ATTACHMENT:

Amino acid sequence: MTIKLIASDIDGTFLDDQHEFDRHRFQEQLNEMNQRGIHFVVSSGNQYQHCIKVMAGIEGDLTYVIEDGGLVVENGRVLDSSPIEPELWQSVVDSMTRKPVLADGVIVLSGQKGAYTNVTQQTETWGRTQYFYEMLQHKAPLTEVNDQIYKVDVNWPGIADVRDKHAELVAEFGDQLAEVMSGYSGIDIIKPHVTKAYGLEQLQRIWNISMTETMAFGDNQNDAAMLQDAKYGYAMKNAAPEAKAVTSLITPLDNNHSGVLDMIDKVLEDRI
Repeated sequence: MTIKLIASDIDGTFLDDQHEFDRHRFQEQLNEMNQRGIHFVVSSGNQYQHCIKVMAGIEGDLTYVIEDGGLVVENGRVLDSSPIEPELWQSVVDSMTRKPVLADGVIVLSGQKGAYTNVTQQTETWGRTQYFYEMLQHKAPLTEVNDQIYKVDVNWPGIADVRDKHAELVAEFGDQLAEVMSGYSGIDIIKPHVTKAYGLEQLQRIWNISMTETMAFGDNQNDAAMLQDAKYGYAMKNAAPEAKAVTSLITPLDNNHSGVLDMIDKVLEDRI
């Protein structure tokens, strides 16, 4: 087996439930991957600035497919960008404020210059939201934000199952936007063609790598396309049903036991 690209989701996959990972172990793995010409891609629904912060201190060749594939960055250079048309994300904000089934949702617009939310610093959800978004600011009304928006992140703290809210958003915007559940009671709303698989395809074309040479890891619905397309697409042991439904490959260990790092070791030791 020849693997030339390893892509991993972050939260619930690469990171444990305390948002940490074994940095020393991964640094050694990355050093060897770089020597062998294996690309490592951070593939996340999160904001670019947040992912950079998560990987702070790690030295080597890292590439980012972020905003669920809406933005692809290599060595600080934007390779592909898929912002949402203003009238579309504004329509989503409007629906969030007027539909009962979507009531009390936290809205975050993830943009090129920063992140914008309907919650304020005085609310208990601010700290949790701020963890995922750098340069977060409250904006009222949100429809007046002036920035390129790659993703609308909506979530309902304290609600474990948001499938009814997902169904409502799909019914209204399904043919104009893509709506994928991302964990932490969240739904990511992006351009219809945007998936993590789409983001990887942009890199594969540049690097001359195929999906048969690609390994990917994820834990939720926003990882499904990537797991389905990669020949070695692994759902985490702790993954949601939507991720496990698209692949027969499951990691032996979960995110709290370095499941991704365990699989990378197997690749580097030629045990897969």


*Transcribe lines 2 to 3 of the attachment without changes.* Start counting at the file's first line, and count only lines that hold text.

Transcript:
Repeated sequence: MTIKLIASDIDGTFLDDQHEFDRHRFQEQLNEMNQRGIHFVVSSGNQYQHCIKVMAGIEGDLTYVIEDGGLVVENGRVLDSSPIEPELWQSVVDSMTRKPVLADGVIVLSGQKGAYTNVTQQTETWGRTQYFYEMLQHKAPLTEVNDQIYKVDVNWPGIADVRDKHAELVAEFGDQLAEVMSGYSGIDIIKPHVTKAYGLEQLQRIWNISMTETMAFGDNQNDAAMLQDAKYGYAMKNAAPEAKAVTSLITPLDNNHSGVLDMIDKVLEDRI
């Protein structure tokens, strides 16, 4: 087996439930991957600035497919960008404020210059939201934000199952936007063609790598396309049903036991 690209989701996959990972172990793995010409891609629904912060201190060749594939960055250079048309994300904000089934949702617009939310610093959800978004600011009304928006992140703290809210958003915007559940009671709303698989395809074309040479890891619905397309697409042991439904490959260990790092070791030791 020849693997030339390893892509991993972050939260619930690469990171444990305390948002940490074994940095020393991964640094050694990355050093060897770089020597062998294996690309490592951070593939996340999160904001670019947040992912950079998560990987702070790690030295080597890292590439980012972020905003669920809406933005692809290599060595600080934007390779592909898929912002949402203003009238579309504004329509989503409007629906969030007027539909009962979507009531009390936290809205975050993830943009090129920063992140914008309907919650304020005085609310208990601010700290949790701020963890995922750098340069977060409250904006009222949100429809007046002036920035390129790659993703609308909506979530309902304290609600474990948001499938009814997902169904409502799909019914209204399904043919104009893509709506994928991302964990932490969240739904990511992006351009219809945007998936993590789409983001990887942009890199594969540049690097001359195929999906048969690609390994990917994820834990939720926003990882499904990537797991389905990669020949070695692994759902985490702790993954949601939507991720496990698209692949027969499951990691032996979960995110709290370095499941991704365990699989990378197997690749580097030629045990897969």